|Date of Birth||February 23, 1882|
|Place of Birth||Wolverhampton, Straffordshire|
|Next of Kin||Mrs. Laura Turner (wife), Box 199, Kenora, Ontario|
|Trade / Calling||Trainman|
|Religion||Church of England|
|Service Record||Link to Service Record|
|Battalion||Canadian Forestry Corps Base Depot|
|Force||Canadian Expeditionary Force|
|Branch||Canadian Forestry Corps|
|Enlisted / Conscripted||Enlisted|
|Place of Enlistment||Winnipeg, Manitoba|
|Address at Enlistment||Box 199, Kenora, Ontario|
|Date of Enlistment||March 29, 1917|
|Age at Enlistment||35|
|Theatre of Service||Great Britain|
|Prisoner of War||No|
|Date of Death||November 3, 1962|
|Age at Death||80|
|Buried At||Lake of the Woods Cemetery, Kenora, Ontario|
|Plot||16E-10-1, Heavenly Junction|
Acting Corporal Thomas Turner was 35 years old, married and the father of three children when he enlisted in March 1917. He served overseas with the Canadian Forestry Corps for two years, returning home in April 1919.
Thomas was the son of Jonah and Caroline Turner of Wolverhampton, Staffordshire, England. He was born in Wolverhampton on 23 February 1882 and he had two younger sisters, Elsie Gertrude and Elizabeth. Several other siblings died as infants. His father Jonah worked as a wrought iron stamper and stamper foreman. When the 1901 census was taken Thomas was 18 years old, living at home and also working as a stamper. He married a local girl, 23 year old Laura Dudwell, on 1 August 1908 and two weeks later they immigrated to Canada. They settled in Kenora, Ontario where Thomas found work with the Canadian Pacific Railway, first as a boilermaker’s helper then as a trainman. He and his wife had three children, all born in Kenora: Thomas (1909), Florence Irene (1912) and Clarence (1916).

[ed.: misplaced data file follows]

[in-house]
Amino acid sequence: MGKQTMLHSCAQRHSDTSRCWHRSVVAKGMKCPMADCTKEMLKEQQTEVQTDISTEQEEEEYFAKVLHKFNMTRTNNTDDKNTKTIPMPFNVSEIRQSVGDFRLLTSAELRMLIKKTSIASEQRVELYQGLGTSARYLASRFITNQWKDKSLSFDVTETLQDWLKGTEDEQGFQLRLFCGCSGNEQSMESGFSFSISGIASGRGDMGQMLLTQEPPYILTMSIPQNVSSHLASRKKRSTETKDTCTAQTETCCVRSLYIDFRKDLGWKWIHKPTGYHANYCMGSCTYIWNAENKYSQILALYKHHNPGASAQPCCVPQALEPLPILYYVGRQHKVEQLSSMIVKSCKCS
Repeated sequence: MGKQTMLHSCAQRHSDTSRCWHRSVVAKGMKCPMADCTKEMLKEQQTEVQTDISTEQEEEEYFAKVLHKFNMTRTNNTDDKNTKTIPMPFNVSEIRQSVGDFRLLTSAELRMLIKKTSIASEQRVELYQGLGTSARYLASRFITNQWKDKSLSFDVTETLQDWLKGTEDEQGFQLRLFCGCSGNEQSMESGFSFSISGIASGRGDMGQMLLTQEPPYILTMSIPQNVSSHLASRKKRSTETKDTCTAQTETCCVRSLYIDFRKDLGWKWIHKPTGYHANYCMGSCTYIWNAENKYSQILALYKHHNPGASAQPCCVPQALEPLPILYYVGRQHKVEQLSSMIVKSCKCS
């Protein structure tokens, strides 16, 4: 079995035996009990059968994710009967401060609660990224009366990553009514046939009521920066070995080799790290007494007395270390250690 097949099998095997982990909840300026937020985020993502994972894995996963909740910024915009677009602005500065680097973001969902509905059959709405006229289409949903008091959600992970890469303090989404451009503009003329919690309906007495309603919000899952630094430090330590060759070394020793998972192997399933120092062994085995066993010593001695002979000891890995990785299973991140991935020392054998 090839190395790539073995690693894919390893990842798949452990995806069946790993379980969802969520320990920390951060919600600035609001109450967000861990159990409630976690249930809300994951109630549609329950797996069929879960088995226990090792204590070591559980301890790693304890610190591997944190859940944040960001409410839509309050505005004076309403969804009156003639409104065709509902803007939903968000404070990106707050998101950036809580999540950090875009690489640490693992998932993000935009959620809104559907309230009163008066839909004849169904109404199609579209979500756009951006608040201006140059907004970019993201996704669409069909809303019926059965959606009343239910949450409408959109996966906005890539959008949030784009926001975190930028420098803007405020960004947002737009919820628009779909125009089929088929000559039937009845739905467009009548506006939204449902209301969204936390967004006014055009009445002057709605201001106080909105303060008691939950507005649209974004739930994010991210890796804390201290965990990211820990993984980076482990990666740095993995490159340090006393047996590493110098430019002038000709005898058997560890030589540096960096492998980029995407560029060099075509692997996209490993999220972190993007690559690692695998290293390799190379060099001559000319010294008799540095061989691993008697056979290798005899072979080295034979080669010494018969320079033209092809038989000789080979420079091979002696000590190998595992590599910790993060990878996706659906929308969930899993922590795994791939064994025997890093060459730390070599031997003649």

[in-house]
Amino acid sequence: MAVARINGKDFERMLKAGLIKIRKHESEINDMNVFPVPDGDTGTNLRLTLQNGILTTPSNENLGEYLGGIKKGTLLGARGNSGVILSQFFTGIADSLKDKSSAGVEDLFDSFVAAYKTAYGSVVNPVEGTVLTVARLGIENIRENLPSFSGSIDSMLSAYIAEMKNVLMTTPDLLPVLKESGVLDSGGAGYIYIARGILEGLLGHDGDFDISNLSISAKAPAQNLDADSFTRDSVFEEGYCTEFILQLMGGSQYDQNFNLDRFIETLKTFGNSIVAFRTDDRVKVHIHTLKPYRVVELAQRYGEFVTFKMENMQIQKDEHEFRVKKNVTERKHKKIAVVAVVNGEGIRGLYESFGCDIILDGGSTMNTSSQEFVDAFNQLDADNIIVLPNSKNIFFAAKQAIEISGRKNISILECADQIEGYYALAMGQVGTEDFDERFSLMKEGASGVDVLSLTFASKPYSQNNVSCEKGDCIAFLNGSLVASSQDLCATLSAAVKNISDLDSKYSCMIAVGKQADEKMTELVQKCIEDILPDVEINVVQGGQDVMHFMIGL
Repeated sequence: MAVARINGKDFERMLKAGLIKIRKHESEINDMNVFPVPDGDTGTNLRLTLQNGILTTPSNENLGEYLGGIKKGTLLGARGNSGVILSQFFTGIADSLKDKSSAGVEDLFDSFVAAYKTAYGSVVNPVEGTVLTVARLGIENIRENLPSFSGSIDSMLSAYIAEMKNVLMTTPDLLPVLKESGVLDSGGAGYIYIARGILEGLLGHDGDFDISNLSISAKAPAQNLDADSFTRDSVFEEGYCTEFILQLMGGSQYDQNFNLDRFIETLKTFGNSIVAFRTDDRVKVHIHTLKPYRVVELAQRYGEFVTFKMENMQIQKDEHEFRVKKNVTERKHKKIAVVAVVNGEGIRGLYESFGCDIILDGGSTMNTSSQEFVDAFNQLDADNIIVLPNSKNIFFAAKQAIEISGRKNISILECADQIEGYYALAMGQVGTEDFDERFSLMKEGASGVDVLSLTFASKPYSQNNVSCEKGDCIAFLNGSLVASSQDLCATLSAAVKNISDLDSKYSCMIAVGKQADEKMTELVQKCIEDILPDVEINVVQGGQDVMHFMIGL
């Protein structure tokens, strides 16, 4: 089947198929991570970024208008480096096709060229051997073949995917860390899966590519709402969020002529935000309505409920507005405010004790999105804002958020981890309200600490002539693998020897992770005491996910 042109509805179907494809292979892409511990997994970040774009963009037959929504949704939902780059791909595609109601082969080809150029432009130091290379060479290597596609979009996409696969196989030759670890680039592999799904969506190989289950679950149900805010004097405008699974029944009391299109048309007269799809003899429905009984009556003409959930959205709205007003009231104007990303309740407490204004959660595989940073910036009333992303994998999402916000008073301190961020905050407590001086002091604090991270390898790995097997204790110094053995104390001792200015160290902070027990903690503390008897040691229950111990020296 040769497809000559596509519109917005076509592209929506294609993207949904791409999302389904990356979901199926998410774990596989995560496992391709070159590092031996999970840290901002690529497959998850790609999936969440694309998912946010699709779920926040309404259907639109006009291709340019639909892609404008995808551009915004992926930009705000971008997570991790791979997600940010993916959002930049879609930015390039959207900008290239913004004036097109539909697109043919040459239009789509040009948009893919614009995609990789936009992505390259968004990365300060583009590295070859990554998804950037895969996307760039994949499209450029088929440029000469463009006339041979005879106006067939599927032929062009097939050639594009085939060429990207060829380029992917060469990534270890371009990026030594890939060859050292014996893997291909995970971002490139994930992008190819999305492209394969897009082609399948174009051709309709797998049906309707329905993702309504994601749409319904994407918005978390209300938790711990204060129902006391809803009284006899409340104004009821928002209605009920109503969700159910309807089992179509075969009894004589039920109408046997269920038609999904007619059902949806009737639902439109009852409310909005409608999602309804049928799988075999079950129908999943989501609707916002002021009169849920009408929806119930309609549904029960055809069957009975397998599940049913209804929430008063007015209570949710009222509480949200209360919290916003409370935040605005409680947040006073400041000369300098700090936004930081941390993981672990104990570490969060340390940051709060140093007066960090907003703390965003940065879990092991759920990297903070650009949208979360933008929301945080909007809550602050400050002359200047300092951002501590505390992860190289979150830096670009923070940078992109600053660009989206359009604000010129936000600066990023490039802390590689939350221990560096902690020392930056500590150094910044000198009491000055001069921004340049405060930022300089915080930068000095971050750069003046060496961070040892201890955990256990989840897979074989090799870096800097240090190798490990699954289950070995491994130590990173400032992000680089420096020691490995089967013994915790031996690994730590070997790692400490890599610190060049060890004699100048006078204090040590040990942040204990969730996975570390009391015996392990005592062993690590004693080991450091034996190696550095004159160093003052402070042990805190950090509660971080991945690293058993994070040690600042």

By the spring of 1917 the war was in its third year. Britain put out a call for more Canadian foresters and Thomas went to Winnipeg to enlist, signing up with the No. 2 Forestry Draft on 29 March. Just a month later his unit left for the east coast, embarking from Halifax on 1 May and arriving in Liverpool on 14 May. Thomas was attached to the Canadian Forestry Corps Base Depot, headquartered in Sunningdale, Berkshire, and he served with the depot for almost two years. He was promoted to Acting Corporal with pay on 1 January 1918. In early February 1919 Thomas developed a lump on his right foot and he was admitted to No. 16 General Hospital in Orpington. He was diagnosed with osteoma and he had surgery to remove the growth. He was discharged from the hospital on 11 March and five weeks later he embarked for Canada on the SS Belgic. He landed at Halifax on 23 April and was officially discharged on 27 April in Winnipeg.
After the war Thomas returned to his family in Kenora and resumed his job with the CPR. He worked for them as a boilermaker and boilermaker’s helper for another 28 years, retiring in March 1947. He became a member of the Kenora branch of the Canadian Legion and the International Association of Boilermakers. His son Clarence served with the Royal Canadian Engineers in the Second World War.
Thomas passed away at Pinecrest Home in Kenora on 3 November 1962, at the age of 80. He was survived by his wife Laura, his sons Thomas and Clarence, and his daughter Irene (Mrs. Don Gregor). Laura died in 1964 and she is buried beside Thomas in Lake of the Woods Cemetery.
By Becky Johnson